any advice of the best way to heat the influent.
I was thinking that it would have valves to turn on the heat for the mixer only for a little while each day.
I tried using the calculator but its a little difficult because we can get as much manure as needed for the project but i don't know how much gas to expect (seeing as how the gas in almost secondary for this system) or how fast our HRT will be.
We're building wooden boxes to house 5/8" aluminum coils that will be packed in with clay (here in north carolina we have plenty of metal rich red clay) that will interface with the plastic tanks.
We're concentrating more of the heat on the second cell to keep our methenogens happy.
The big questions right now are in regards to safety and designing the gas storage/usage system.
I am also interested to know if many experiments have been conducted regarding the behavior of oils in biodigesters.
Its interesting to hear that the acidogens don't require as much heat. At what temperatures do they work most effectively and what range of temperature can they survive?
I have a design for a gas delivery system that includes a gas bladder inside a container that will receive positive pressure when the pump kicks on from lack of heat. A certain amount of water will flow into the container and supply the required pressure for flow into the hot water heater. The water will drain back into the system after use.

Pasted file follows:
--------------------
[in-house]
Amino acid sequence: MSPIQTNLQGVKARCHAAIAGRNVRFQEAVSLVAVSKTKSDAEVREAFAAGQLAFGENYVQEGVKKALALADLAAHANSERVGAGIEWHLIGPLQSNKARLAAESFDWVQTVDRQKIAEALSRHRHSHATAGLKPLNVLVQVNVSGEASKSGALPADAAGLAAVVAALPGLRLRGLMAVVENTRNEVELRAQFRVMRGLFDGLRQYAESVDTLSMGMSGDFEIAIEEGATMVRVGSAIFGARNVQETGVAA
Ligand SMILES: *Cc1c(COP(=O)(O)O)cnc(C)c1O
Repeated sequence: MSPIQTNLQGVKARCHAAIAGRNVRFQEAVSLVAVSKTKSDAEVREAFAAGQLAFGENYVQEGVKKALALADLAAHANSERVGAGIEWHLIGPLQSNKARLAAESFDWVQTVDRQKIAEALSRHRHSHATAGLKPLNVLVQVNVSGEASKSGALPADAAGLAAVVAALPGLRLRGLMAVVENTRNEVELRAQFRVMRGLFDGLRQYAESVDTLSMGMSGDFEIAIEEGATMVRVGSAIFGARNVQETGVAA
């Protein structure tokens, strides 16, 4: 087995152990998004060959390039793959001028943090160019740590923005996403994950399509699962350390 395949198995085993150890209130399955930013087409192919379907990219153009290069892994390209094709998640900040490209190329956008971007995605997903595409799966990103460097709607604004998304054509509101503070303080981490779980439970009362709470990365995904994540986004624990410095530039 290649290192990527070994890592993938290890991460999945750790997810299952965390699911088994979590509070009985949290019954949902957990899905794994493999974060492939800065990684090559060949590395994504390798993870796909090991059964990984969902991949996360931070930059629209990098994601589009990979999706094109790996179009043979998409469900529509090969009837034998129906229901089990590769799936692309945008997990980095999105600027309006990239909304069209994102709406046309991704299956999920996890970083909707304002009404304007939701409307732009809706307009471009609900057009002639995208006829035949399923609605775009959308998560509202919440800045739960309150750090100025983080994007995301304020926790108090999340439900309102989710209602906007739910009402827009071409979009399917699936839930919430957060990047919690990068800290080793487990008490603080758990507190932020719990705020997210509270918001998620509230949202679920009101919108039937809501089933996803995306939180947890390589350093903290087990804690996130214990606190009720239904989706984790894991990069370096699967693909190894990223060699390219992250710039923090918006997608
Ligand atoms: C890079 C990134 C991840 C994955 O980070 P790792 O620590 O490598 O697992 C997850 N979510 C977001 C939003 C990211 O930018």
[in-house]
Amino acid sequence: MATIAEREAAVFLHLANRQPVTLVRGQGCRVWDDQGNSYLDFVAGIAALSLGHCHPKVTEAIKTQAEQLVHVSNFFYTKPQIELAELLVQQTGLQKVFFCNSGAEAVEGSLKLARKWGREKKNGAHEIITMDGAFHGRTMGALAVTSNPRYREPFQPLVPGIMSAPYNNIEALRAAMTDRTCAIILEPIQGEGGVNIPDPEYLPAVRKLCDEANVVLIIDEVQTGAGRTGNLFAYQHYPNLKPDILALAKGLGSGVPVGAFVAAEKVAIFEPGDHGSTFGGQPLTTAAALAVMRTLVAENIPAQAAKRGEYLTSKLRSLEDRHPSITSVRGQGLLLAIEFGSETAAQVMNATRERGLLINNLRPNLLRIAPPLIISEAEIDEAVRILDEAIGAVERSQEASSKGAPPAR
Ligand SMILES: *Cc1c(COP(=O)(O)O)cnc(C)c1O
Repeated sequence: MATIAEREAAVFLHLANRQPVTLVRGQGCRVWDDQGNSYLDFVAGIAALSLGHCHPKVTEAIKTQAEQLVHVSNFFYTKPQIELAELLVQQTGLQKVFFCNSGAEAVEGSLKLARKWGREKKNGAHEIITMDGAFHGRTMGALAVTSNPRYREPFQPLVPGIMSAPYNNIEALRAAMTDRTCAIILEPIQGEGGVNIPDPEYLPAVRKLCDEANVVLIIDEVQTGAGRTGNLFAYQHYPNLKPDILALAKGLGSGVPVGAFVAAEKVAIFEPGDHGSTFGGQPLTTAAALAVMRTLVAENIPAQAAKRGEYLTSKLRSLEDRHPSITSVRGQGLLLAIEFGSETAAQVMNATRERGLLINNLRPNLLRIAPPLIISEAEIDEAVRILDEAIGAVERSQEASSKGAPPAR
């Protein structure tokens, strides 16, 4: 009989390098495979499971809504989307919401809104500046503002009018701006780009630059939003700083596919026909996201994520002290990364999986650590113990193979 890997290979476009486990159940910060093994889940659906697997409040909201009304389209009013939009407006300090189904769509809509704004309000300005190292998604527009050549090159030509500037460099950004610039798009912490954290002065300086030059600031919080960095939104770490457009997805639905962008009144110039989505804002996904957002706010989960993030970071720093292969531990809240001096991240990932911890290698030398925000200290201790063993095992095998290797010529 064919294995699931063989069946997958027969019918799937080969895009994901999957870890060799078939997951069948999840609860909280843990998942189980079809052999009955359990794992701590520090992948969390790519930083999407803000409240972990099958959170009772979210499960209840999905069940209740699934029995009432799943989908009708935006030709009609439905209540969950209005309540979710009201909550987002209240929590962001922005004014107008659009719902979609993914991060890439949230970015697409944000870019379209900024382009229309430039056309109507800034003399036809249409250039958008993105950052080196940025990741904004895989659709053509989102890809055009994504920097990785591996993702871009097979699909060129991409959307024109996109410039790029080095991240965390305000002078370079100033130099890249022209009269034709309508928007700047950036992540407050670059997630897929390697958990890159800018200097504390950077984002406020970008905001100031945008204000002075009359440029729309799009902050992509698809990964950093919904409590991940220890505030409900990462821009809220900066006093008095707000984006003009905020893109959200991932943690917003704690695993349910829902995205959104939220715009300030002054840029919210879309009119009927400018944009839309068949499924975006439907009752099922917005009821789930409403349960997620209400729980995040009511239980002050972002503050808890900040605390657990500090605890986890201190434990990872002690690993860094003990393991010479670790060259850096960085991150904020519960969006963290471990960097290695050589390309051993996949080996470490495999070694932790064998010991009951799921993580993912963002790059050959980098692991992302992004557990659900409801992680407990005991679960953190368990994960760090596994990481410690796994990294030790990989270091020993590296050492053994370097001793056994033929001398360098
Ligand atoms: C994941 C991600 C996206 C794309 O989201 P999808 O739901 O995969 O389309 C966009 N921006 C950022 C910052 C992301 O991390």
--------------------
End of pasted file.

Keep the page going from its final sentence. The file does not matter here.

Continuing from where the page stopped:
I'm also very interested in sterling engines and the potential to produce electricity without having to go to the trouble of turbines and scrubbers. Do you have any experience with systems that use sterling engines or know of anyone else that is using them.
There are various so-called 'hybrid' designs in which there are multiple batch-fed 'first stages', which generate the "food" (volatile acids) for the methanogens in the biogas digester. And only the biogas digester needs to be carefully controlled for pH and temp -- a cost (and complexity) savings.
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